when you paint me
green me, grow me

when you ade me
yellow me, drink me

when you hurt me
blue me, cry me

then i dream you
find you, taste you
rainbow you too.

For dVerse Open Link Night, with a nod to Lillian’s prompt for Poetics–verbification.

October–dVerse OLN

Photo: jcookfisher via Flickr Labeled for non-commercial reuse

Photo: jcookfisher via Flickr
Labeled for non-commercial reuse

October
Haibun

Recently, a red tail hawk sat on our fence, watching an assortment of jays, robins, quail and doves fattening themselves on the seeds in our garden. Spent cosmos and coreopsis shrugged, let nature have her way.

Hawk, the Messenger,
seeks tomorrow’s sustenance,
dove feasts, unaware.

All the work of putting the garden to bed for the winter has claimed our attention, turning it from creative pursuits. The tasks of autumn bring to mind those chores that face us later in life—clearing away the debris of spent dreams, wasted efforts—preparing the soil for what is yet to come.

Autumn smells pungent—
leaves moldering in crannies,
poems forgotten.

A few brilliant roses still persist in their efforts to boast their beauty, proving that nature is not as fussy as we are when it comes to choosing the colors she will wear, or what’s deemed appropriate as defined by the expectations of others. Bright pink and orange: how freeing!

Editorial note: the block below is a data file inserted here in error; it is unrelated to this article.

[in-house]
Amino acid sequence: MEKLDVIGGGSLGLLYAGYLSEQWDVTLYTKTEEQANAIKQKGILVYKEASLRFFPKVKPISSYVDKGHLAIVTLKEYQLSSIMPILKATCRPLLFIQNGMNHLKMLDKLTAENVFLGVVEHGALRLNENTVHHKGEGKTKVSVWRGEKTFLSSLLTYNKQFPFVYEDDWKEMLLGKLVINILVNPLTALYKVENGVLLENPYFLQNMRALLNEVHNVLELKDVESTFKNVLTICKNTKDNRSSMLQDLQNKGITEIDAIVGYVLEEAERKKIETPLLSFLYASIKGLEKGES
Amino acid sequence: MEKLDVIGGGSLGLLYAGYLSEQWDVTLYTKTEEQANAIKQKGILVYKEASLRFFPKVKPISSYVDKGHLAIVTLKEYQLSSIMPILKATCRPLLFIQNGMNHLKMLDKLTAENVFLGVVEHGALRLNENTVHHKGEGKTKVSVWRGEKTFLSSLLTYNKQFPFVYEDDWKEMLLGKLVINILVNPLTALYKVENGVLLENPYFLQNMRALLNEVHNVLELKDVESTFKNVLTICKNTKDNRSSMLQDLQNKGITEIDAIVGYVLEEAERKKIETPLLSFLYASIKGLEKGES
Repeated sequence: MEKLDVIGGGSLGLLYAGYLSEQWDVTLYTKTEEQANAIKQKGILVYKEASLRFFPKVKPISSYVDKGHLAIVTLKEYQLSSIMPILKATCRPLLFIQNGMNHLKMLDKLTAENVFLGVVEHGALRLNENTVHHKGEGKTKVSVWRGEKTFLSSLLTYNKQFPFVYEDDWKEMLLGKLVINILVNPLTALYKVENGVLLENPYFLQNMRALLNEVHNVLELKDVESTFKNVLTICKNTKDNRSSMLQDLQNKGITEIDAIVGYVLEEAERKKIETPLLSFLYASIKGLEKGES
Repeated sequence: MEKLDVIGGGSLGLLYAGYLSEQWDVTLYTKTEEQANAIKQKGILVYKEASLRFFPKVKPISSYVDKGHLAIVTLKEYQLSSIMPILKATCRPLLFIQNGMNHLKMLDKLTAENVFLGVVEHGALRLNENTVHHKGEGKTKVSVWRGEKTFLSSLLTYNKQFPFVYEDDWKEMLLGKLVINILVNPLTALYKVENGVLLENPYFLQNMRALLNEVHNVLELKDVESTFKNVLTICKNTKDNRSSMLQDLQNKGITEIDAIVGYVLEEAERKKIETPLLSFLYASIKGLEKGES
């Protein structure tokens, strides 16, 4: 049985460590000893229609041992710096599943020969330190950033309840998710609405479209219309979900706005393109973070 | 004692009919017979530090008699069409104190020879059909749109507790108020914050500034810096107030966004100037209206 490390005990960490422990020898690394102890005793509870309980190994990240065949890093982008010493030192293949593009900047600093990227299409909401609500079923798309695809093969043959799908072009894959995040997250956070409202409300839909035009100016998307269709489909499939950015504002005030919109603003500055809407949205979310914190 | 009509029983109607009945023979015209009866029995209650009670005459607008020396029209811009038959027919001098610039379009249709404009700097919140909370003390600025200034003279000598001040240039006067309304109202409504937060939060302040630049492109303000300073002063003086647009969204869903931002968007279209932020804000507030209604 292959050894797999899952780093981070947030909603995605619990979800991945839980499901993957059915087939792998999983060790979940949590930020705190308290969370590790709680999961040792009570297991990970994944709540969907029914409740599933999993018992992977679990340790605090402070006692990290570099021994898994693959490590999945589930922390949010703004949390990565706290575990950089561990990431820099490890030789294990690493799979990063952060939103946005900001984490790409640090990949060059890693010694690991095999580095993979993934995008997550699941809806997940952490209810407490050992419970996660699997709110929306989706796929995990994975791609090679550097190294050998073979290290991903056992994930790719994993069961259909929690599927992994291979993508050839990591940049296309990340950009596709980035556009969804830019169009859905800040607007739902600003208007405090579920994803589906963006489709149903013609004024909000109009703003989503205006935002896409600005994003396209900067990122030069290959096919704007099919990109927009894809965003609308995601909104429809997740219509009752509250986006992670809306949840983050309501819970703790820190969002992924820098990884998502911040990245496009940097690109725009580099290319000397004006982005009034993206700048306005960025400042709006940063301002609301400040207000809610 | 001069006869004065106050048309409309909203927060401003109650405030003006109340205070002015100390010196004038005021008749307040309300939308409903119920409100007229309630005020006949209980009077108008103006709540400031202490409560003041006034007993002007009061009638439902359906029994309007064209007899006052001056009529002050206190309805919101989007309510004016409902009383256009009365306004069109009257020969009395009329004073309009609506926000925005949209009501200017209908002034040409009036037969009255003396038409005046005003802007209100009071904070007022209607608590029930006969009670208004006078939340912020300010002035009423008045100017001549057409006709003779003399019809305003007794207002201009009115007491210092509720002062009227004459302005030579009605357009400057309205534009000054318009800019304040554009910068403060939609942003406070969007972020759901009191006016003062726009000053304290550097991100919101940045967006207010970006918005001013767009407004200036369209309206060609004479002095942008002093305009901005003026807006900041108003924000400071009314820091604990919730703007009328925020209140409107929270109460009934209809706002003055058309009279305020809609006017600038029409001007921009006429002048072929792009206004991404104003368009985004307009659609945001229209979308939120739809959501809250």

Late blooming roses
struggle in October frost,
clash with changing leaves.

The Truckee river, a block from our home, is feeling the effect of this summer’s lack of rain. It is fed by beautiful Lake Tahoe, flows east through Reno and ends up in Pyramid Lake, home of the Paiute Indians. Snow fell this week, just above our elevation, in the Sierra Nevada and we will see more soon, hopefully. Reno is high desert, receiving only 7” of rain annually. We depend on the snowfall in the mountains and at the Lake.

Truckee, languid now,
flows gently through our city,
hopes for winter snow.

Linking to dVerse OLN where you can post any one poem, any topic, any form. Please join us.